EEPROM 1M 15 -40 to +85
Automotive Flash 10K 10 -40 to +125
The SONOS module can easily be embedded into a logic process flow or an SRAM process flow with the addition of three to
five masking layers. The integration scheme includes a dual gate oxide process, which enables the chip to be compatible with
multiple supply voltages. The SONOS can also be integrated into a state-of-the-art logic process flow, which includes salicided
junctions, stress layers, and Cu-low K interconnects. The integration can be done at many of the technology nodes such as
130 nm, 90 nm, or 65 nm with very few changes except for cell shrink with more aggressive design rules. The optimized
thermal budget of SONOS integration ensures a negligible impact on the electrical parameters of existing CMOS devices. This
is proven even on very sensitive devices in the 65 nm technology. This means that with minimal changes, all the design IP of
the original CMOS platform can be used in the embedded ICs. The integration of SONOS into a logic process flow uses
significantly fewer masks than FG Flash, as shown in Table 4.
Table 4. Comparison of Additional Masks for FG Flash and SONOS Embedded into Logic Flow
Process Step Embedded Floating CY Embedded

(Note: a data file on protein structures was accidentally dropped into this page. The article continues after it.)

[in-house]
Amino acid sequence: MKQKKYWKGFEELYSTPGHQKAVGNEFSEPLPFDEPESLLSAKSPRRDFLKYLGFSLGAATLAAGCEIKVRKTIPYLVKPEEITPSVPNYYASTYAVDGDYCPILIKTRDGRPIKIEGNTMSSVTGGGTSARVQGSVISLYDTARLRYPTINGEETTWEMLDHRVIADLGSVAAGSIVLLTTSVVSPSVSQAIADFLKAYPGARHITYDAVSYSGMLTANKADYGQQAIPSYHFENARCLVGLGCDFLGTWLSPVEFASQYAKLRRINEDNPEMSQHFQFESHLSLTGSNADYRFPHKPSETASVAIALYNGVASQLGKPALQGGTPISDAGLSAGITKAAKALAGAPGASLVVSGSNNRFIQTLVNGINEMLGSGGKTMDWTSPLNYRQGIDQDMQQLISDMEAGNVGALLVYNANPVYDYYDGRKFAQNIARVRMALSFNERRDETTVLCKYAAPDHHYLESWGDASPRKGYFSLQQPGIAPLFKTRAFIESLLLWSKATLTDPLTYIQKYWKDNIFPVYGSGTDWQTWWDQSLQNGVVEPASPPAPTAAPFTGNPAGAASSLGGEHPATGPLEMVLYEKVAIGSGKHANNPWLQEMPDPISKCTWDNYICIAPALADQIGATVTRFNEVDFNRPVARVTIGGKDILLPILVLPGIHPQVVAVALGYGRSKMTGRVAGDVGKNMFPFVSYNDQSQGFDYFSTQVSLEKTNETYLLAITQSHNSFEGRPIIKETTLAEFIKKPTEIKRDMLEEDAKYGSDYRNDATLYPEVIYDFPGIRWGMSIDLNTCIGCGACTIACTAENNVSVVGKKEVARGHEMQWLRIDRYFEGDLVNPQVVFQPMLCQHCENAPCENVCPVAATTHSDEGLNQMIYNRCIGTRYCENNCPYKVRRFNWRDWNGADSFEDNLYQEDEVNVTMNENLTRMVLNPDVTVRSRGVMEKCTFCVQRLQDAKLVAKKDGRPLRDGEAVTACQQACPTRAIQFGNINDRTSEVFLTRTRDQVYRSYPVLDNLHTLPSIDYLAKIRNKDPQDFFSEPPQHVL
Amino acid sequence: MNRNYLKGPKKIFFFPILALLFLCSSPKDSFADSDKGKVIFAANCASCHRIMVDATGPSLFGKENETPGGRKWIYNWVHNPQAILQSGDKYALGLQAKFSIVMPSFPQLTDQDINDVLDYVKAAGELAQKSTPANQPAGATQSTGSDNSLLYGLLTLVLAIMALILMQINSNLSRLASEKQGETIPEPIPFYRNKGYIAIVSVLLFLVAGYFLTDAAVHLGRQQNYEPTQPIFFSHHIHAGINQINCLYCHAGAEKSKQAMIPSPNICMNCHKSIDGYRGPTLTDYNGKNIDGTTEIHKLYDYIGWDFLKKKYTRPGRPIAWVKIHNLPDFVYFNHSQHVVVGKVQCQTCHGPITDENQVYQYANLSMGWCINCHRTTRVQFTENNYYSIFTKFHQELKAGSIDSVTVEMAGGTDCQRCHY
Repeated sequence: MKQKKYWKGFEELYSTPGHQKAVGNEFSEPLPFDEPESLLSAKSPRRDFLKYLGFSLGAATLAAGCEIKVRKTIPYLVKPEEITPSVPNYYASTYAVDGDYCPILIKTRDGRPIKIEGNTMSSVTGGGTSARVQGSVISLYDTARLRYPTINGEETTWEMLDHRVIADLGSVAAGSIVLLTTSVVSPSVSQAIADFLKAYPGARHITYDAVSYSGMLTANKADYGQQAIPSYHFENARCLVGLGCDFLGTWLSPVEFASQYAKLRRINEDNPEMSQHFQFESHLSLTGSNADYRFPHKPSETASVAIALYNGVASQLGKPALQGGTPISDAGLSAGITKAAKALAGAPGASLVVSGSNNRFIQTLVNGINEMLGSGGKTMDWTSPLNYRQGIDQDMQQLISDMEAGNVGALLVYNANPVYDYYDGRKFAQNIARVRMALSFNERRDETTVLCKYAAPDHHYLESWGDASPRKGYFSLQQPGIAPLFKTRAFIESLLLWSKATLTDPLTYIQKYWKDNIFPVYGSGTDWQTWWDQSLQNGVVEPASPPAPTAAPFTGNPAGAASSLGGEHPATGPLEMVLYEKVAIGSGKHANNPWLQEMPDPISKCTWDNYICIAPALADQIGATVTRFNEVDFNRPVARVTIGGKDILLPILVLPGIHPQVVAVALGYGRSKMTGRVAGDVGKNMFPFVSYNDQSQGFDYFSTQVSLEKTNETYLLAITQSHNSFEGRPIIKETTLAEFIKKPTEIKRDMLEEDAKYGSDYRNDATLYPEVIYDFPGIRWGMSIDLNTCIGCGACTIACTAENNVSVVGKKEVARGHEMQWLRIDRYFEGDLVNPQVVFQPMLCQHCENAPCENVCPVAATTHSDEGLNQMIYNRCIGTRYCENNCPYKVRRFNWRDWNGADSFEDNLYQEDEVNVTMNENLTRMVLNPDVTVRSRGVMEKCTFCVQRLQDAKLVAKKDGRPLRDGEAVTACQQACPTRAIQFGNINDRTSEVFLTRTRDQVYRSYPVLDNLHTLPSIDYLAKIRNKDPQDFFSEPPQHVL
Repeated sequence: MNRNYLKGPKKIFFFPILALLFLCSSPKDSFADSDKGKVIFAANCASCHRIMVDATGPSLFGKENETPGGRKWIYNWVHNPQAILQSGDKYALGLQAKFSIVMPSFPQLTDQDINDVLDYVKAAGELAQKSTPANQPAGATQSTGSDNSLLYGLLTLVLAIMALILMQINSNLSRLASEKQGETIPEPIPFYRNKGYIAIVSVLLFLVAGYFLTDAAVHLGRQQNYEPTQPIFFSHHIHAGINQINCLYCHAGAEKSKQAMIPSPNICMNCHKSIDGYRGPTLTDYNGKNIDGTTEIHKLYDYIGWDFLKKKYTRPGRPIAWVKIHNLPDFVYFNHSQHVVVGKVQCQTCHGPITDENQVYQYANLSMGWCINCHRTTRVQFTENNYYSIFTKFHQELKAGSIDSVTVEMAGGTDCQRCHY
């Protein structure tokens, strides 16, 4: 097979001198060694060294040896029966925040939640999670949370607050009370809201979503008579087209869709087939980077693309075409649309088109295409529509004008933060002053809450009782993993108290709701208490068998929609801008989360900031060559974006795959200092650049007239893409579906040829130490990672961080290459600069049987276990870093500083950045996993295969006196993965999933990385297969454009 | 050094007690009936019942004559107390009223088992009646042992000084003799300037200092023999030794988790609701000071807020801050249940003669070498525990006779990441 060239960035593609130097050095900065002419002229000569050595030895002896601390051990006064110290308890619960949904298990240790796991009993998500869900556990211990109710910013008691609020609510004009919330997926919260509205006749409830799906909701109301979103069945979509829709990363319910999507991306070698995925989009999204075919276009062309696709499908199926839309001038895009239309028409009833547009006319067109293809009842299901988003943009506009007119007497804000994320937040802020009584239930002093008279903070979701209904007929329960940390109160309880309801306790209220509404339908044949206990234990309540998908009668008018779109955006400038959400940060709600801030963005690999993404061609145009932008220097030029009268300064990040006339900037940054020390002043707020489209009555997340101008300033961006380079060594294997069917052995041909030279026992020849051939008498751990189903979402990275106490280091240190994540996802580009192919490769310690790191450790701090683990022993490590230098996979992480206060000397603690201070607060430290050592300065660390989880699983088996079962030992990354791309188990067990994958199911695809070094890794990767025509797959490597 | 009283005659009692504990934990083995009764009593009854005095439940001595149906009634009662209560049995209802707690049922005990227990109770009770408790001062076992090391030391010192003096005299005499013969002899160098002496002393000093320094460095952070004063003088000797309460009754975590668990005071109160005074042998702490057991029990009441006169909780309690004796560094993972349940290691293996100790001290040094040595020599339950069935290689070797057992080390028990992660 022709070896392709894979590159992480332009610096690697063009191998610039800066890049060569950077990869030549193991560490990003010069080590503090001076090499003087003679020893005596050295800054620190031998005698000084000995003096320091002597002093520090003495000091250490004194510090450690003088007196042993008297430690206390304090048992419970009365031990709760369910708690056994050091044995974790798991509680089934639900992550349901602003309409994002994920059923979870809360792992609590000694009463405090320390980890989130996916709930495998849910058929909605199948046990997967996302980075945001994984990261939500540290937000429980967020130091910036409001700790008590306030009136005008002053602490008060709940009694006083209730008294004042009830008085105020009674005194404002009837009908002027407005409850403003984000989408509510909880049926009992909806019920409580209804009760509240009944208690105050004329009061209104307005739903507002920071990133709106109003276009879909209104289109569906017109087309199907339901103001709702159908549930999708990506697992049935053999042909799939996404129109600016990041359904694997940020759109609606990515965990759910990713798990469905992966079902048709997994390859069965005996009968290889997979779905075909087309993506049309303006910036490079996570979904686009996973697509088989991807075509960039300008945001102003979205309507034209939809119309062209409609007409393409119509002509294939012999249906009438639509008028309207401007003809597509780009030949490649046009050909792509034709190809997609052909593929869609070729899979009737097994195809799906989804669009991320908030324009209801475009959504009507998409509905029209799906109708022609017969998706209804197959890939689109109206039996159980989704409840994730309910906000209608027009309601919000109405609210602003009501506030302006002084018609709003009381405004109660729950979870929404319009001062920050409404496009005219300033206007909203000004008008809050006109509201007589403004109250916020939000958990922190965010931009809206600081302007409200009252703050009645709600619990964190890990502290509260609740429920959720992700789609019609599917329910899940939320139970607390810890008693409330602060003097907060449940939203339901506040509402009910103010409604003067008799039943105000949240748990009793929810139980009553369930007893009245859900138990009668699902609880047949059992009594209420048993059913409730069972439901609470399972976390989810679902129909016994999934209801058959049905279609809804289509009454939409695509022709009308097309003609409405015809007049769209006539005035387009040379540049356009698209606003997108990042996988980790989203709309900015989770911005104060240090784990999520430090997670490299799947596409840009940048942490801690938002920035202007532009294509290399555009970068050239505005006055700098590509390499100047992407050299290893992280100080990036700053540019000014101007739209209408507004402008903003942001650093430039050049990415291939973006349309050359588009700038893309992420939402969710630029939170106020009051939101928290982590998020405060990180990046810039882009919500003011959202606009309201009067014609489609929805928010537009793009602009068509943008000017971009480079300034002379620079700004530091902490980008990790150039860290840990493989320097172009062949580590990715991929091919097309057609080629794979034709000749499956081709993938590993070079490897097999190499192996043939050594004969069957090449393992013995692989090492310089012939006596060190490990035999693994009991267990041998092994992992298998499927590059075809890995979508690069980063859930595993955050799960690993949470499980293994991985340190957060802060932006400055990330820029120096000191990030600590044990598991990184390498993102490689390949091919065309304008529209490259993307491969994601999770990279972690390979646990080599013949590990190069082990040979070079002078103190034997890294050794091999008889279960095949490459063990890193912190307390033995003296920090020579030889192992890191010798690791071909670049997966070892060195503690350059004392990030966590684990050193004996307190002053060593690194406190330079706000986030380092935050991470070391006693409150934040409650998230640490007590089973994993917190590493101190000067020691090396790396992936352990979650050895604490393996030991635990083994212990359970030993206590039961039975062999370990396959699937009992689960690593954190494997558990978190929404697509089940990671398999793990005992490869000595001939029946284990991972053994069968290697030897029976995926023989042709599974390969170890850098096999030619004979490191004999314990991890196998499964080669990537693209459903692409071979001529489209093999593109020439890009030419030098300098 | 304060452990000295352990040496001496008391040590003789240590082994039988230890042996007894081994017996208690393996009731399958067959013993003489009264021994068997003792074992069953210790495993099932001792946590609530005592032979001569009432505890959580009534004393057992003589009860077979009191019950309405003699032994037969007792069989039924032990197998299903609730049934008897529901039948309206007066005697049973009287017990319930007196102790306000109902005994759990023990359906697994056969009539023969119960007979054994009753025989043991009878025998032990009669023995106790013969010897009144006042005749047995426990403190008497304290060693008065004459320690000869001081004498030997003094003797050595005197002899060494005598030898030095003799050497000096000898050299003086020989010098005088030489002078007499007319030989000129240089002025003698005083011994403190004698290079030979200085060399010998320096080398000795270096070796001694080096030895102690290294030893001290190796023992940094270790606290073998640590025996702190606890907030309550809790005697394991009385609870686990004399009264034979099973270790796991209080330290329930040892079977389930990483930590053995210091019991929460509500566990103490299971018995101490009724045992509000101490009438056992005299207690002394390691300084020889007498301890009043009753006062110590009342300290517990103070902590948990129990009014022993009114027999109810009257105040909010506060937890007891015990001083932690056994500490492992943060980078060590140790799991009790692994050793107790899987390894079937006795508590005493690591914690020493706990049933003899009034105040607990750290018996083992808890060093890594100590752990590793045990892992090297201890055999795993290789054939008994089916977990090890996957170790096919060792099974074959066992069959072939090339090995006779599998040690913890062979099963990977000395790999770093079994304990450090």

Gate NVM SONOS
Wells +3 Masks +1 Mask
Floating Gate Patterning +1 Mask
Other NVM Related Patterning +2 Masks +1 Mask
High Voltage Oxidation/Patterning +1 Mask +1 Mask
NVM /Source/Drain Implants +2 Masks + 1 Mask
High Voltage Source/Drain Implant +2 Masks
Masking Step Adder +11 +4
Compared to the split gate Flash technology, it is simpler and easier to integrate the Cypress SONOS into a logic CMOS
process flow with fewer additional steps (see Table 5). Further, the yield on a SOC with SONOS is limited almost entirely by
the CMOS portion of the die.
Table 5. Comparison of FG Flash, Split Gate Flash, and SONOS
Issue Stack FG Split Gate CY SONOS
Poly Layers Double Triple Single
Floating Gate Patterning Yes Yes No
Word Line Poly Patterning Yes Yes Yes
Steps for Floating Gate Formation 4 to 5 10 to 12 0
Yield Impacting Additional Process Steps 2 3 to 5 1